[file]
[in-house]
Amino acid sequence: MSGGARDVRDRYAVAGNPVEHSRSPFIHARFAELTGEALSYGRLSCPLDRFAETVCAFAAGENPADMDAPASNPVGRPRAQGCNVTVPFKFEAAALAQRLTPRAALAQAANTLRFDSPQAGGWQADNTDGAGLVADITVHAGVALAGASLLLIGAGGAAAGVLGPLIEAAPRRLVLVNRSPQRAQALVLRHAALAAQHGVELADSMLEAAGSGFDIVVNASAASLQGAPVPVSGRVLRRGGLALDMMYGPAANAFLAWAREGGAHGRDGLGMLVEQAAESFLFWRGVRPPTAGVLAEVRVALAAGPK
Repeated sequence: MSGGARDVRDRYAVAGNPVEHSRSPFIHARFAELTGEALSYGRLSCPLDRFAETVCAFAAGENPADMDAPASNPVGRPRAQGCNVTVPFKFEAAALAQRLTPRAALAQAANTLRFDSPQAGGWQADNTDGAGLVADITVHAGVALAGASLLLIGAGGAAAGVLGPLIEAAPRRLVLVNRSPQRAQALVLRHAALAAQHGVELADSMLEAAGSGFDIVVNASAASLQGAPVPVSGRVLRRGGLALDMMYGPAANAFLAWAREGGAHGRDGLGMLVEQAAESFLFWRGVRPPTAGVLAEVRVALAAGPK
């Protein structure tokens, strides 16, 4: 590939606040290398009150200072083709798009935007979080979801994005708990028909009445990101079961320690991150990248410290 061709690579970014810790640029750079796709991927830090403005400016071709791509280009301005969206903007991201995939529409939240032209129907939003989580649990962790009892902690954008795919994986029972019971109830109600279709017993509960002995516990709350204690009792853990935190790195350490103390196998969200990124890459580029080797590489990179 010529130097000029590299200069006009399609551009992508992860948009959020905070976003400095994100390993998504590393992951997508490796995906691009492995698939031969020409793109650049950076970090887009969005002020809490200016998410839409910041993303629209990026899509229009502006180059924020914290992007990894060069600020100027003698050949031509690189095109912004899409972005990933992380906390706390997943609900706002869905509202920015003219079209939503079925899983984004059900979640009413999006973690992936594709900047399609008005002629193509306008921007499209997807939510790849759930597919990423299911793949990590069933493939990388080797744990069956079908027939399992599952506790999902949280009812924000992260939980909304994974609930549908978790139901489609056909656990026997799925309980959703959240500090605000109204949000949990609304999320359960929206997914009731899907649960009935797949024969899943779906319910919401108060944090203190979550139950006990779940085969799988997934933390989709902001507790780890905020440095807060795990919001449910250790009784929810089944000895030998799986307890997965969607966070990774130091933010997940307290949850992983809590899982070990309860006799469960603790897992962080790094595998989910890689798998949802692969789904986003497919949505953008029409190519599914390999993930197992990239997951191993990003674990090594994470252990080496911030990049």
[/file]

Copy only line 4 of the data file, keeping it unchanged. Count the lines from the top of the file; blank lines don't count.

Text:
């Protein structure tokens, strides 16, 4: 590939606040290398009150200072083709798009935007979080979801994005708990028909009445990101079961320690991150990248410290 061709690579970014810790640029750079796709991927830090403005400016071709791509280009301005969206903007991201995939529409939240032209129907939003989580649990962790009892902690954008795919994986029972019971109830109600279709017993509960002995516990709350204690009792853990935190790195350490103390196998969200990124890459580029080797590489990179 010529130097000029590299200069006009399609551009992508992860948009959020905070976003400095994100390993998504590393992951997508490796995906691009492995698939031969020409793109650049950076970090887009969005002020809490200016998410839409910041993303629209990026899509229009502006180059924020914290992007990894060069600020100027003698050949031509690189095109912004899409972005990933992380906390706390997943609900706002869905509202920015003219079209939503079925899983984004059900979640009413999006973690992936594709900047399609008005002629193509306008921007499209997807939510790849759930597919990423299911793949990590069933493939990388080797744990069956079908027939399992599952506790999902949280009812924000992260939980909304994974609930549908978790139901489609056909656990026997799925309980959703959240500090605000109204949000949990609304999320359960929206997914009731899907649960009935797949024969899943779906319910919401108060944090203190979550139950006990779940085969799988997934933390989709902001507790780890905020440095807060795990919001449910250790009784929810089944000895030998799986307890997965969607966070990774130091933010997940307290949850992983809590899982070990309860006799469960603790897992962080790094595998989910890689798998949802692969789904986003497919949505953008029409190519599914390999993930197992990239997951191993990003674990090594994470252990080496911030990049």